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Mitral valve regurgitation can often be a hidden condition: the leaky valve is frequently discovered during a routine exam when a doctor picks up a murmur while listening to the heart.

It's not the kind of news you expect to hear when you go in for a routine physical exam: "You may have mitral valve regurgitation."

However, as heart complications go, mitral valve regurgitation is among the more treatable. If you have a mild condition, you may not need any treatment at all. Drugs cannot correct the problem with the valve itself, though if you have high blood pressure, which can make the valve disease worse, anti-hypertensive medications may help keep your valve disease from progressing. In more serious cases, mitral valve repair is the preferred option. Advances in technology allow some repairs to be done through small incisions on the right side of the chest, rather than with open surgery.

Cleveland Clinic cardiac surgeon Marc Gillinov, MD, says repairing, rather than replacing, a leaky mitral valve provides better long-term survival odds, fewer complications and greater preservation of heart function. But he adds that mitral valve regurgitation is a disease that can sneak up on patients.

Such was the case earlier this year when a patient went in for a routine physical and her doctor told her he heard a murmur when listening to her heart. The woman's story, which included a mitral valve repair by Dr. Gillinov, was featured on ABC's Good Morning America in July.


Dr. Gillinov explains that the more serious symptoms associated with mitral valve regurgitation often don't appear until after the condition has been developing for some time. "It's detected by a murmur in most cases," Dr. Gillinov says. "It is often asymptomatic initially. Over time, shortness of breath and fatigue develop." Even these symptoms can be subtle.

Understanding valve disease

The mitral valve is located between the left atrium (an upper chamber) and the left ventricle (a lower chamber). The valve allows blood to flow from the atria to the ventricle, from which blood is pumped throughout the body. When the valve starts to function poorly, it may not close properly and blood can leak back from the ventricle.

When a doctor listens to your heart and hears a murmur, its really the sound of blood returning up into the atrium, a signal that the normal flow of blood through the heart has been disrupted.

The dangers of mitral valve regurgitation can include heart failure, in which the heart is not strong enough to pump blood efficiently to the rest of the body, and arrhythmias.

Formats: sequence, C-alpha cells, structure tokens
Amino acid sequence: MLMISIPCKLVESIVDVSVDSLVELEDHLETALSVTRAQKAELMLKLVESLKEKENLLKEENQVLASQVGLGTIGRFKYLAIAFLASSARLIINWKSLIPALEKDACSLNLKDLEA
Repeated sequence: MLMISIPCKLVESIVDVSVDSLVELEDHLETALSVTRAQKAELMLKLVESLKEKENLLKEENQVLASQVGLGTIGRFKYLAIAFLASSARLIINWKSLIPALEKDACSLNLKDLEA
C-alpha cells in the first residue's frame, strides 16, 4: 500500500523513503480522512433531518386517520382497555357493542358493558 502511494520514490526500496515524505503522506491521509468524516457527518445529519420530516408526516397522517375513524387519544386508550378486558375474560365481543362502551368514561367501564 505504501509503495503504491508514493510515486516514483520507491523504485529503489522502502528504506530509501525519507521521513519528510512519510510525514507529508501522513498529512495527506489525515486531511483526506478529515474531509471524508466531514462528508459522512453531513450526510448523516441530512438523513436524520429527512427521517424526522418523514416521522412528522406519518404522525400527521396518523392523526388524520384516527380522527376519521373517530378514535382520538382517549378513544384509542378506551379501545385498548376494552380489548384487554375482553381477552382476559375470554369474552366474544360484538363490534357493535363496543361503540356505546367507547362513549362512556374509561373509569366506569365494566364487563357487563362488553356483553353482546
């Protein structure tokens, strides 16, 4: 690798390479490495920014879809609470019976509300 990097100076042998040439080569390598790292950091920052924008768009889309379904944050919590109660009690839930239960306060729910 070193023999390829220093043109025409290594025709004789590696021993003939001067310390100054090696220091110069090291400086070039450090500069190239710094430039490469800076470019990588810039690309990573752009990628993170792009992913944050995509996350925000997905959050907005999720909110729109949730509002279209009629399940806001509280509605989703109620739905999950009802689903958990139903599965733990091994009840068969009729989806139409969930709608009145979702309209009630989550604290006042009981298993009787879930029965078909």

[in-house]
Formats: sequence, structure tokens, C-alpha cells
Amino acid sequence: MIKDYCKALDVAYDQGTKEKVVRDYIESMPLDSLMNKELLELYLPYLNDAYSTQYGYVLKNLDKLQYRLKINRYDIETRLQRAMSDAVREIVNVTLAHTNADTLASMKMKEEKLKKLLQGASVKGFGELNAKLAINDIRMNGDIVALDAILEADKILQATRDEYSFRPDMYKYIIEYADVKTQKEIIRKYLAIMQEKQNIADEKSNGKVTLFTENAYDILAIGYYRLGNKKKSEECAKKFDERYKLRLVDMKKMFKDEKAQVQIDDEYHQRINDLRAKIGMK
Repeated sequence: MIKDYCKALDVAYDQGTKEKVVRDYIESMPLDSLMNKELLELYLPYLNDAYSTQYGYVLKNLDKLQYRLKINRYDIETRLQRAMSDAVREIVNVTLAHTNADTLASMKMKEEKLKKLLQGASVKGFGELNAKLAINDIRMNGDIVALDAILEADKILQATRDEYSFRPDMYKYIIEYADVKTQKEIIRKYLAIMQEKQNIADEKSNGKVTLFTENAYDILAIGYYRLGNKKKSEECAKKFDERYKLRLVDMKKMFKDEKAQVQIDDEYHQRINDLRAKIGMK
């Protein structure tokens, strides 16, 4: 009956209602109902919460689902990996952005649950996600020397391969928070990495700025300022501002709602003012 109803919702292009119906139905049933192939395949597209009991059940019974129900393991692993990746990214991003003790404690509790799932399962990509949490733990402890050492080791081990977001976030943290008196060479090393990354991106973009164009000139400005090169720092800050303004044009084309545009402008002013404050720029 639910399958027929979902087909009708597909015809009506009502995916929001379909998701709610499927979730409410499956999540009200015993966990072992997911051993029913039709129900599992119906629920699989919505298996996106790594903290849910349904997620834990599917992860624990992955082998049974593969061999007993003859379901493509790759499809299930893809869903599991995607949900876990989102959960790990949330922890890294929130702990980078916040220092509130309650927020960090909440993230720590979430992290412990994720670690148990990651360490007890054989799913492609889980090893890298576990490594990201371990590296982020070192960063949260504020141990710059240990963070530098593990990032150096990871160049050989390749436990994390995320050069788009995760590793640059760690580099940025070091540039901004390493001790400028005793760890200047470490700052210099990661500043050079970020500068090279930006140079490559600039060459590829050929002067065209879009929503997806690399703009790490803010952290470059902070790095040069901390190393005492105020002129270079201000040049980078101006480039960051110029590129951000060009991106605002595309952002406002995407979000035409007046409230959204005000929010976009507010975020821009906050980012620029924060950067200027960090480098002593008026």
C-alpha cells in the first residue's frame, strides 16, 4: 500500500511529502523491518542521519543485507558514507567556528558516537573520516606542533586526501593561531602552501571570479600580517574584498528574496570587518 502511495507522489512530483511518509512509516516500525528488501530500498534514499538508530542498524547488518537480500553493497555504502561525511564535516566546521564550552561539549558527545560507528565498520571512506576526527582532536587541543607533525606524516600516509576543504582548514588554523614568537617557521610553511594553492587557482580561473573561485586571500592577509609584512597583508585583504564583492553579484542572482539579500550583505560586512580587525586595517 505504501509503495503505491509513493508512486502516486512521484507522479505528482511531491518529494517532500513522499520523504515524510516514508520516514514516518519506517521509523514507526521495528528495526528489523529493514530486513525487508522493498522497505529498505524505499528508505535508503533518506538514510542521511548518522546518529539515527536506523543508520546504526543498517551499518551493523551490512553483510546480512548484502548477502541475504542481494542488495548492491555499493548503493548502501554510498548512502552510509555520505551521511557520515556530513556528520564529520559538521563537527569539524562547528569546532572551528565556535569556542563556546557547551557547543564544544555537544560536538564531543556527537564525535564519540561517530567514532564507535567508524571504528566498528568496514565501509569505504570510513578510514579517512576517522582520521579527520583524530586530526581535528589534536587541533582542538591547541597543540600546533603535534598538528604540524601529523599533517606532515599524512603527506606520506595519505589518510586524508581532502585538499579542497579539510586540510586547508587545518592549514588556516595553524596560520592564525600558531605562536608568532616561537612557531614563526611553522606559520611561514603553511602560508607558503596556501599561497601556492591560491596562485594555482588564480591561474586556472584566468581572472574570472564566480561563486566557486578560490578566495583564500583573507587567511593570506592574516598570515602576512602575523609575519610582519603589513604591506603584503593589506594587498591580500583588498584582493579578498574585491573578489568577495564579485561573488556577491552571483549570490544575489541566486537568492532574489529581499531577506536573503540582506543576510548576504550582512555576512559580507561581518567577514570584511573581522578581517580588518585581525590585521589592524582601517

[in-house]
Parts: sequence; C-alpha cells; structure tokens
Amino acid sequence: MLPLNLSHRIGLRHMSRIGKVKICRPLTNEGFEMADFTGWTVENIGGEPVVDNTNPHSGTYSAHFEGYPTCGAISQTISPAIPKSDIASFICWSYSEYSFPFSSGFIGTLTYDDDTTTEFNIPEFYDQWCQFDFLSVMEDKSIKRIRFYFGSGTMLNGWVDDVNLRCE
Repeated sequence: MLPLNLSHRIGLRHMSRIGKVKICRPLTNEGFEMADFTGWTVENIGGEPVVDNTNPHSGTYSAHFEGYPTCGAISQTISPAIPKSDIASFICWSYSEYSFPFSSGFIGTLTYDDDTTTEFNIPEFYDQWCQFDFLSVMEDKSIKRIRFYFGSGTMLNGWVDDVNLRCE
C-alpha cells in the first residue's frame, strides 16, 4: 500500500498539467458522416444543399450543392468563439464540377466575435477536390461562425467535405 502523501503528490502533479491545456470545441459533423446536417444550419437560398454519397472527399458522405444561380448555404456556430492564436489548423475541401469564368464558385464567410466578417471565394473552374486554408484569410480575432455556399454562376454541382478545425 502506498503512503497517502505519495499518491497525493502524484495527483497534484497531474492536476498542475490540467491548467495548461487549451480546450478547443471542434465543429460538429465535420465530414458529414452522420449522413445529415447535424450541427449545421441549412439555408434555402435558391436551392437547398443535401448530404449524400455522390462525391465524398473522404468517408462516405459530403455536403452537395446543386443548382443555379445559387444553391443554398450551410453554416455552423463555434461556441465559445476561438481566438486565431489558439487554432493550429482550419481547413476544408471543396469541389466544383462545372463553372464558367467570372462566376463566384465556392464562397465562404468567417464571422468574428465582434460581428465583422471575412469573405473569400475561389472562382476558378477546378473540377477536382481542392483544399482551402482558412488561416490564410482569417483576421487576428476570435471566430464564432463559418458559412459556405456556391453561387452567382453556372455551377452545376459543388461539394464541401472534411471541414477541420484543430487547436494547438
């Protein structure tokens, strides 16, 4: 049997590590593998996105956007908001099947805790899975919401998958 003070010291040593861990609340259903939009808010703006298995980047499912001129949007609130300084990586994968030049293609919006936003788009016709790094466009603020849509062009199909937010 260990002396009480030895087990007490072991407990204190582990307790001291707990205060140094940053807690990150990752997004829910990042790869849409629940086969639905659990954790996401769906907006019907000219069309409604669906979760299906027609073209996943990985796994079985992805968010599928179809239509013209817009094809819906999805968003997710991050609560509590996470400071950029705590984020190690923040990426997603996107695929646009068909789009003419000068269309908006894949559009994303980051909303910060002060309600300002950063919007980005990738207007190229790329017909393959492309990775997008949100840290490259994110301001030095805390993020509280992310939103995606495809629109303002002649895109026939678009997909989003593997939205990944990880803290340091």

Risk and treatment

Those at risk of mitral valve disease include heart attack patients, those who have had infections such as rheumatic fever and people born with congenital heart problems.

But a common risk factor is simply age. Over time, the valve can deteriorate, which appeared to be the case with the patient featured on ABC News. If the deterioration is minor and heart function remains healthy, it may be a matter of watching and waiting. Your physician will gauge the degree of leakage on a scale of one to four, with four being the most serious.

"The condition can remain stable for years," Dr. Gillinov says. "If the valve leaks at a level of two or greater, get an echocardiogram every year."

If your doctor determines that your valve disease is putting your health in jeopardy, a repair will probably be recommended.

"We perform most of our isolated mitral repairs through small incisions and robotic approaches," Dr. Gillinov says. "If a person also needs other heart surgery, such as repair of other valves or bypass surgery, we may need to do a traditional open procedure. For a minimally invasive or robotic approach, there are no restrictions. Most people feel about 90 percent themselves by about three weeks."

Dr. Gillinov says there's a 90 percent chance a repaired mitral valve will last 20 years or more.

"Most repairs never fail," he says. "And issues with repairs, if they occur, are picked up on an annual echo."
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Title Annotation:TREATMENT
Publication:Heart Advisor
Date:Oct 1, 2011
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